Hi! i have also been experiencing the same thing. What are the ingredients you ended up being allergic too? Also, what lipstick brands work best for you to avoid the reaction from coming back? Thank you

    • Emily_Jayne

      Hi Danielle, I’ve now written up a post that will be going live next week with the ingredients I am allergic to. I’ve found that I can wear Laura Mercier Velour and Nars Audacious lipsticks without problems, but I would definitely recommend you getting testing if you haven’t already, as obviously results will likely be different for everyone 🙂

  • Alison

    This exact same thing is happening to me. Going on 3 years of suffering. Currently have the patch test on my back and praying for answers. When I read your post I started crying because you described EXACTLY what I’ve been going through- been to my PCP so many times and he says it’s just “dry lips”. Dermatology keep prescribing expensive steroid creams and then gives up and sends me back to allergy. Allergy says it’s a derm issue and sends me back to derm. Ive probably spend over 2k (I’m in America) trying to get an answer and so far NOTHING. No one is taking me seriously and they just shrug it off and tell me to use chapstick. I am praying my patch test gives me answers. I am so miserable.

    • Emily_Jayne

      Hi Alison – I’m so sorry that you’ve been having these issues, it caused me so much misery so I really just want to give you a big hug when I hear that my post made you cry! I really hope that your patch testing gets you some answers, and my gosh I can’t believe how much it has cost you, I’m so grateful for our NHS here in the UK.

  • Laura1985

    I am so thankful to have found this post!!!

    I’ve been having awful lip issues ever since a course of roaccutane for acne (synonymous with causing crazy chapping!)
    My experience went beyond the usual dry lips most people experienced, and I seemed to have a full blown reaction of mad clown lip redness.
    I suspect that one of the chapsticks / balms I was diligently applying became in irritant with excessive use.

    Now having come off the drug, the problem persists. The redness around the rims of my lips makes me look like I’ve missed my target applying lippy.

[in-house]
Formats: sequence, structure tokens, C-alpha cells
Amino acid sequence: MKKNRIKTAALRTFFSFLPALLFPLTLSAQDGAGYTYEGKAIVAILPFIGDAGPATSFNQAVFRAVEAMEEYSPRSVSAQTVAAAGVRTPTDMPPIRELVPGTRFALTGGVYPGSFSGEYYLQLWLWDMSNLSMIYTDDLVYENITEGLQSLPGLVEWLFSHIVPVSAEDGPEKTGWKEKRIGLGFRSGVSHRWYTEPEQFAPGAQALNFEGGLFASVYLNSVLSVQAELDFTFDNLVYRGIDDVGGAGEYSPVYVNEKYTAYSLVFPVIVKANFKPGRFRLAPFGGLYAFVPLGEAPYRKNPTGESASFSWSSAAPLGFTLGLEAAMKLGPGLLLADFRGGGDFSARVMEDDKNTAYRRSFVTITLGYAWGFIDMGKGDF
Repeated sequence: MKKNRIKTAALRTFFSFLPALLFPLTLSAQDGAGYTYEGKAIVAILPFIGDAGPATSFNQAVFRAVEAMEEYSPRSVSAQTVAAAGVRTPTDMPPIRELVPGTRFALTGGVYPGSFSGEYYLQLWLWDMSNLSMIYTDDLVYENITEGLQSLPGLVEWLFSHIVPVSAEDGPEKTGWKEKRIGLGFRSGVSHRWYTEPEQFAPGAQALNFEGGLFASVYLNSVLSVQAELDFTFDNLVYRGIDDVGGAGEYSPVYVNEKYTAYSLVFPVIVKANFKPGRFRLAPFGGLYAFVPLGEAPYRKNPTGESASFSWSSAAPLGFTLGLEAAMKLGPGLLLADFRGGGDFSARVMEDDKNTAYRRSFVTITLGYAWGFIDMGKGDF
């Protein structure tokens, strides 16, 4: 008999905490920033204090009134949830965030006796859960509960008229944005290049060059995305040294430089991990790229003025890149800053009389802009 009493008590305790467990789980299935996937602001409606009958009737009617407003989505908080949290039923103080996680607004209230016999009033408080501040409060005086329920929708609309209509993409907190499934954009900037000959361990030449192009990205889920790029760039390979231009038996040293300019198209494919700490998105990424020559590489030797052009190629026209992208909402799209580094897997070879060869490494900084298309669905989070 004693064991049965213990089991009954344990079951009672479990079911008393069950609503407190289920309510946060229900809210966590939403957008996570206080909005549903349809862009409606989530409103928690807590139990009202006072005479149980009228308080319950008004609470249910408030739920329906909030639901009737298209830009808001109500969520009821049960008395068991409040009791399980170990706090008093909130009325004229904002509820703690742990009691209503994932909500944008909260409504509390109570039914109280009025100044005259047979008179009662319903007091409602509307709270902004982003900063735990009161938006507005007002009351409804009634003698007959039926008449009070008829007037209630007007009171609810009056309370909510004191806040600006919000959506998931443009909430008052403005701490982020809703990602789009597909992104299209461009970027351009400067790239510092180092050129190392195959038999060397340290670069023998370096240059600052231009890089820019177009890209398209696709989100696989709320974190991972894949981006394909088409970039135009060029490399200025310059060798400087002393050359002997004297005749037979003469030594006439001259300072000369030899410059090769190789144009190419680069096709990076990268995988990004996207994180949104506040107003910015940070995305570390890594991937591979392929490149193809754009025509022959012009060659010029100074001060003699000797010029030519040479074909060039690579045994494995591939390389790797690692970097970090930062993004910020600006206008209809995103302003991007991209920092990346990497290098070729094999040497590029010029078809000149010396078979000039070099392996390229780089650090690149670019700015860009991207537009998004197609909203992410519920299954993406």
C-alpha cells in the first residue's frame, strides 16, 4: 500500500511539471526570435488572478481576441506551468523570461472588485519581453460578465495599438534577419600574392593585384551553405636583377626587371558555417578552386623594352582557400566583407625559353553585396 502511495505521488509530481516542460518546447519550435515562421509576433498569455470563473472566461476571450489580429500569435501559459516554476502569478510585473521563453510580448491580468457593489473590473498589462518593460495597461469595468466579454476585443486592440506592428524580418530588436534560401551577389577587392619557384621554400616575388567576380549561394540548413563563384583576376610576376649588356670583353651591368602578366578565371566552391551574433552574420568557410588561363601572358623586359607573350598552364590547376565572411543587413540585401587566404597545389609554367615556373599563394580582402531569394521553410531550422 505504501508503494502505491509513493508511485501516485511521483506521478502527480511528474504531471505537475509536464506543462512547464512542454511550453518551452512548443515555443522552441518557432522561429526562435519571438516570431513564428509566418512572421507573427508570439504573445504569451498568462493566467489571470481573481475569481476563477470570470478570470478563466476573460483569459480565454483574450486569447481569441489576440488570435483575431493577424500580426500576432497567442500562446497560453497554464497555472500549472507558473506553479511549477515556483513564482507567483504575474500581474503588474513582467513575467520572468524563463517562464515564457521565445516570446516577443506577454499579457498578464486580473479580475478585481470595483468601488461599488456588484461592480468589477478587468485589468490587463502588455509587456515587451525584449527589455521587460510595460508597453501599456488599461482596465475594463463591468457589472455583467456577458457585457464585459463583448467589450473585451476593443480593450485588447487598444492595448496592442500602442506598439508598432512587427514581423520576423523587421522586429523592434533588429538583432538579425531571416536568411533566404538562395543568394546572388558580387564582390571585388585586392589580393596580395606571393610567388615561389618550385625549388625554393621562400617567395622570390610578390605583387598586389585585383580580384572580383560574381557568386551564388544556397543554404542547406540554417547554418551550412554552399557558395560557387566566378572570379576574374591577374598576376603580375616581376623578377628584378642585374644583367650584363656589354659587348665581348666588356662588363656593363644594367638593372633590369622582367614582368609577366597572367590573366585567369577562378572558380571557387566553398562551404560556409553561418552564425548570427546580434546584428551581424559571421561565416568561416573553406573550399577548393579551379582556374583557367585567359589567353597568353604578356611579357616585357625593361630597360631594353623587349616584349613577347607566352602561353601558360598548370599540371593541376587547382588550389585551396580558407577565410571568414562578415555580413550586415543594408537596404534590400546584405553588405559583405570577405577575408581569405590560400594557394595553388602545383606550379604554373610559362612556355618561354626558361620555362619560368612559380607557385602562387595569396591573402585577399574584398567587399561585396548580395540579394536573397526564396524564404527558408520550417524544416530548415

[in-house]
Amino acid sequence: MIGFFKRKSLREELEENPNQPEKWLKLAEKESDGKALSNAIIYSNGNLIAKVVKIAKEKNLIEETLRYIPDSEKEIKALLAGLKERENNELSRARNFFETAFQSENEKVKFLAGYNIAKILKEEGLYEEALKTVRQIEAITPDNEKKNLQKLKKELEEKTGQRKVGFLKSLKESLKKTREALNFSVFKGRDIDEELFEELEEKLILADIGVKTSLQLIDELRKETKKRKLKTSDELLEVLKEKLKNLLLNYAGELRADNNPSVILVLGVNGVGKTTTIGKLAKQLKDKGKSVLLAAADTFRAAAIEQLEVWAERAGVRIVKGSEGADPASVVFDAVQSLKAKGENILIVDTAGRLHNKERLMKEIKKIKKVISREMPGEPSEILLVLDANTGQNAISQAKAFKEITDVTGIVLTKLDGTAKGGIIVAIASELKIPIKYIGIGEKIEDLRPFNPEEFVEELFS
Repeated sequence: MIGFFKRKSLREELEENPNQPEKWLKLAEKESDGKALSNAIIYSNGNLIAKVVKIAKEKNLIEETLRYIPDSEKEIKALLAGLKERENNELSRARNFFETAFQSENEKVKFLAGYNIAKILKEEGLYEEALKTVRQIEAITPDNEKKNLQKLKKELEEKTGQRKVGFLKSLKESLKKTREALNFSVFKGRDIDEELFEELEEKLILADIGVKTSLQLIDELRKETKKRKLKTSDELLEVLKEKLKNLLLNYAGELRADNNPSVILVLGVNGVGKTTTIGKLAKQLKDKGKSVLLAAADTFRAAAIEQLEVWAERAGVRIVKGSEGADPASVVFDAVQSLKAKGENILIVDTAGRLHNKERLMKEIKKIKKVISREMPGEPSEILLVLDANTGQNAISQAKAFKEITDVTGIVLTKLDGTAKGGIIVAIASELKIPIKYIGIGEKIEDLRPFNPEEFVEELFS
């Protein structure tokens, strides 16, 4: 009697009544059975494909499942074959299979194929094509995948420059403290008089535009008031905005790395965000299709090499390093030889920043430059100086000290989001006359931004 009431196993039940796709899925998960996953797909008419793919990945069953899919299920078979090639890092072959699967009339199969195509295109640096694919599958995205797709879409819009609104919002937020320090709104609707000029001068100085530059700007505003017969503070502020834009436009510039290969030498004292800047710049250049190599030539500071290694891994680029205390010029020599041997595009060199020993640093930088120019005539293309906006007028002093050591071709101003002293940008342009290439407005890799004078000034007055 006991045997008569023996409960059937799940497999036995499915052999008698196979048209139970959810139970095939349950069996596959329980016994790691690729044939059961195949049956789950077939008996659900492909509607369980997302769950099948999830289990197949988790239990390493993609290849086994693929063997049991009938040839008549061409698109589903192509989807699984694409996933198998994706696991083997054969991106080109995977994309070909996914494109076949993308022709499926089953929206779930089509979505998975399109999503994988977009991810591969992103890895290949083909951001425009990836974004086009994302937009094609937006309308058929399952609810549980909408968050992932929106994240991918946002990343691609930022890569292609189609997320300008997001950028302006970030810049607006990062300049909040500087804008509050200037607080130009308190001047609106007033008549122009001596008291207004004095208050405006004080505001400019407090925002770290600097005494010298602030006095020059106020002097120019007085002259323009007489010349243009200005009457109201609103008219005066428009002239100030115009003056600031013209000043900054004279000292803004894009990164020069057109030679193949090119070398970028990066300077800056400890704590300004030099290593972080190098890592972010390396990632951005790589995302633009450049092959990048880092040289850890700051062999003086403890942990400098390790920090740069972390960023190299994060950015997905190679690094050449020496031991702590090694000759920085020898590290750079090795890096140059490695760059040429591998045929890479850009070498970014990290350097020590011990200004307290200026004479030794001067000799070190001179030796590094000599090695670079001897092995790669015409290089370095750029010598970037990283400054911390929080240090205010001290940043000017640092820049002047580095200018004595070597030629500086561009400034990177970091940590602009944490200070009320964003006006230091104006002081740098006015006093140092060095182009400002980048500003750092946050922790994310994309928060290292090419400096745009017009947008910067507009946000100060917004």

I’ve been prescribed countless steroid creams, and have now finally been referred for patch testing.
    There is literally nothing else I can think of doing, and have tried without success for nearly 9 months to beat this thing.

    My only vice cosmetically is that for big or even social events, I cover the redness with concealer and then redraw my lip line with a liner. It looks fab, and you would never know … but of course I’m sure it’s making it ten times worse and if I do this repeatedly the soreness seems to increase.

    I can usually stomach about 5 days of the no makeup, pure shea butter routine before I break.

    What’s worse is that I have just gotten into a new relationship, and of course hit the concealer before any dates. I’ve even slept with it on to avoid the embarrassment of the big reveal!

    I truly feel helpless at this point, and can’t believe what a massive impact it’s having on my life.

    I looked for your follow up post but couldn’t find it. Could you let me know what your allergens were?
    I too wear gel nails, and when I don’t, always have a coat of ‘something’ on.
    If it’s as simple as baring my nails as opposed to my lips I will be quite frankly over the moon!

    Really hope to hear from you xxx

    • Emily_Jayne

      Hi Laura, so sorry that you’ve been going through this – It really did come out of nowhere for me too! It took a good few months for me to see relief after finding out what I was allergic to, and I feel like I have things more under control now, but still do have occasional flare ups – usually when I accidentally eat something with cinnamon in (it seems to hide everywhere!!) or when I’m stressed or ill.

      Really hope your patch testing helps you to find some answers.

  • Laytoya Thomas

    I had a patch of eczema that covered most of my palm and tormented me for six months. I tried everything, and I mean everything, and nothing helped. Selsun Blue dandruff shampoo (applied to the eczema 3 times a day & rinsed off after 2-3 minutes) along with the foderma serum, gave me major relief in just three days. In one week, the blisters, flaking & itchiness were gone and the inflammation was greatly reduced, This serum was very soothing & healing, didn’t hurt/irritate my skin, and left my skin calm and moisturized. Fabulous stuff!

  • Hana Griffiths

    Thank you for writing this, it was really informative. I have a patch test in just over a week or so, but I’m not optimistic it’s going to be particularly helpful. I have a list of products/ingredients but I’ve not used any of them now for at least 10 weeks or so & my skin is still flaring/sore/sensitive whenever I stop medication. The waiting & not knowing is really horrible.

    Glad you seem to have gotten yours under control!